Fact of the week : Refugee Crisis: A cloud with a silver lining?

The low total numbers of refugees accepted by the European Union member states illustrates the lack of political will to take responsibility for the humanitarian crisis. One of the fundamental arguments against offering more help is the detrimental economic effects that the extension of generous humanitarian aid could have. Upward pressure on infrastructure, coupled with downward pressure on wages, not to mention the divisive effect of cultural difference, are all arguments found in the more radical right-wing factions across the continent.  This lack of political will is further evidenced by the scramble of European leaders to strike a controversial deal with Turkish Prime Minister Erdogan, who senses an opportunity to leverage himself into a position of power against the EU, by pushing for Turkish accession to the Schengen zone by waving the carrot of a reduced flow of refugees to Europe.

But what if refugees were an economic solution, rather than a problem? That is what a new study by the Open Political Economy Network  finds. The net gains of one euro invested in refugees ‘can yield nearly two euros within five years’. While it is true that in the short term, refugees might place a burden on public funds, the study finds that refugees often go on to become net contributors. Indeed, in countries with depressed demand, such as countries who have recently experienced economic recession, refugees can provide a demand dividend. Once refugees begin working, the initial investment provides further dividends – what Phillippe Legrain refers to as the 4D effect – refugees do dirty, difficult, dangerous and dull jobs that locals often baulk at, and for which there is higher demand than supply. Refugees can also provide a ‘deftness dividend’ – with high skills that prove complementary to their host nations’ economic needs – for example carers of the elderly in ageing nations. Another dividend, the ‘debt dividend’ refers to the contributions that young, healthy, working refugees can make in the form of taxes and national security in order to restore the widening imbalance in many western states between the working and the dependent population. This can lead to a reduction in public debt as the deficit between public spending and tax receipts is reduced. Finally, the refugees offer a development dividend – for themselves, as well as their country of origin. The study cites the example of Liberia – where 18.5% of GDP is made up of remittances from the migrated population back to their home country.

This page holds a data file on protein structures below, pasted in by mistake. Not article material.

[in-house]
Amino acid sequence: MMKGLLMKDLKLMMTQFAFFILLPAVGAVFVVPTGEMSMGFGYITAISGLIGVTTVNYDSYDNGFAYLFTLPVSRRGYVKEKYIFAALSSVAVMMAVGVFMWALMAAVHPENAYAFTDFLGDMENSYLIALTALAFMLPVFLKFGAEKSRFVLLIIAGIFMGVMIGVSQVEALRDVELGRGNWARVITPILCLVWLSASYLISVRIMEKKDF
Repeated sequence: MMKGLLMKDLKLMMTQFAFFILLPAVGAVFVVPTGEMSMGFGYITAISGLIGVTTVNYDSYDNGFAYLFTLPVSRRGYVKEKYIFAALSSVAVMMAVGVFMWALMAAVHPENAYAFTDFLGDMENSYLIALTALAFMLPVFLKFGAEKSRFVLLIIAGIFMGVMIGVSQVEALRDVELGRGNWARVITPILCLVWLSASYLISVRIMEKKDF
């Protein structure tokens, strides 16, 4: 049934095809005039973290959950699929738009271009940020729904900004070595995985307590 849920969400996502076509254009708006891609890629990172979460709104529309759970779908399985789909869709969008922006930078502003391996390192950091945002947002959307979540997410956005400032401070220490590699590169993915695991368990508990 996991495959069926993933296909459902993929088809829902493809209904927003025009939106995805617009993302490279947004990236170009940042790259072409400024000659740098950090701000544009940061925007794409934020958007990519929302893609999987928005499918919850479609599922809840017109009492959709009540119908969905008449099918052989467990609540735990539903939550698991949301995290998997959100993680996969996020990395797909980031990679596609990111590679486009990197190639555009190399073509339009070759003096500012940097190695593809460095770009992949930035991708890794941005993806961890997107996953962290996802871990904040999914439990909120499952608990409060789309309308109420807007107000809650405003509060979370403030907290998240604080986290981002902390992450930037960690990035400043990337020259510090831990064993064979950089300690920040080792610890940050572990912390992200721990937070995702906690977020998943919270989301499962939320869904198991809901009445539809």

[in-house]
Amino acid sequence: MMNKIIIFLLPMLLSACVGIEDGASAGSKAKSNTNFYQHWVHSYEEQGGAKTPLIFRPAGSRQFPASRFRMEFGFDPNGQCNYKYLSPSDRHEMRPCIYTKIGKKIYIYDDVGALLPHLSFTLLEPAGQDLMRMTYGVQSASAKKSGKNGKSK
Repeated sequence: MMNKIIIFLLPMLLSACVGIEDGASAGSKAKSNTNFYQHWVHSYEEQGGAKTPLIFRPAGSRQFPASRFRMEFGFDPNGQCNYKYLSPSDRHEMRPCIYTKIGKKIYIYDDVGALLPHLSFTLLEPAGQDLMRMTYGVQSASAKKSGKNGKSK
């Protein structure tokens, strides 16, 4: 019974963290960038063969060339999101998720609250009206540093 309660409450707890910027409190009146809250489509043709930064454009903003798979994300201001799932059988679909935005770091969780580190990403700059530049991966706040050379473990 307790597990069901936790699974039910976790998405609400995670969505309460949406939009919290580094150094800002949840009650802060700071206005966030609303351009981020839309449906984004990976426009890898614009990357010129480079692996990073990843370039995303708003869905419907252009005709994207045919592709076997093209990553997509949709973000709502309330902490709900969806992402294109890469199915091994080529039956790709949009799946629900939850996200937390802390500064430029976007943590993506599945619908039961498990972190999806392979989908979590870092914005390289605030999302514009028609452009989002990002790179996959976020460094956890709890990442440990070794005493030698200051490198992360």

While the findings of the study serve to shed new, substantive light on what has been a politically and emotionally charged topic up to now, the findings also show a steep learning curve for the EU member states, who to this point provide little help to refugees, and high barriers to employment. An attitudinal shift perceptions of refugees from intolerance and fear to welcoming and hope must in turn precipitate a policy shift from blocking refugees’ entrance to a country to aiding their access to the job market.